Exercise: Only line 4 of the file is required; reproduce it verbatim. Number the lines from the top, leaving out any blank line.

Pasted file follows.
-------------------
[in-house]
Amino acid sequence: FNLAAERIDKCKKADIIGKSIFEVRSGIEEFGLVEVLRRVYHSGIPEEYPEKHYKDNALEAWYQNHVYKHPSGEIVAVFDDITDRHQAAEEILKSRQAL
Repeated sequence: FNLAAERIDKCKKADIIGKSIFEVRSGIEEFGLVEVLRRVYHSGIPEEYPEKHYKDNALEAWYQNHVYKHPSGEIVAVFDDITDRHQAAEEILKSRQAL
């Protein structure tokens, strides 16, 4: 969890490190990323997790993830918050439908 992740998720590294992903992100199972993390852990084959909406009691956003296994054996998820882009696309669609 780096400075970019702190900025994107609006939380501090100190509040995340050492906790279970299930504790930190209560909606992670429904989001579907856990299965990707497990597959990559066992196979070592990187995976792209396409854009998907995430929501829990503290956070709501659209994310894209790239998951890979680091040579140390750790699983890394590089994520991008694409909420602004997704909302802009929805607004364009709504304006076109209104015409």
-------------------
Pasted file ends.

């Protein structure tokens, strides 16, 4: 969890490190990323997790993830918050439908 992740998720590294992903992100199972993390852990084959909406009691956003296994054996998820882009696309669609 780096400075970019702190900025994107609006939380501090100190509040995340050492906790279970299930504790930190209560909606992670429904989001579907856990299965990707497990597959990559066992196979070592990187995976792209396409854009998907995430929501829990503290956070709501659209994310894209790239998951890979680091040579140390750790699983890394590089994520991008694409909420602004997704909302802009929805607004364009709504304006076109209104015409």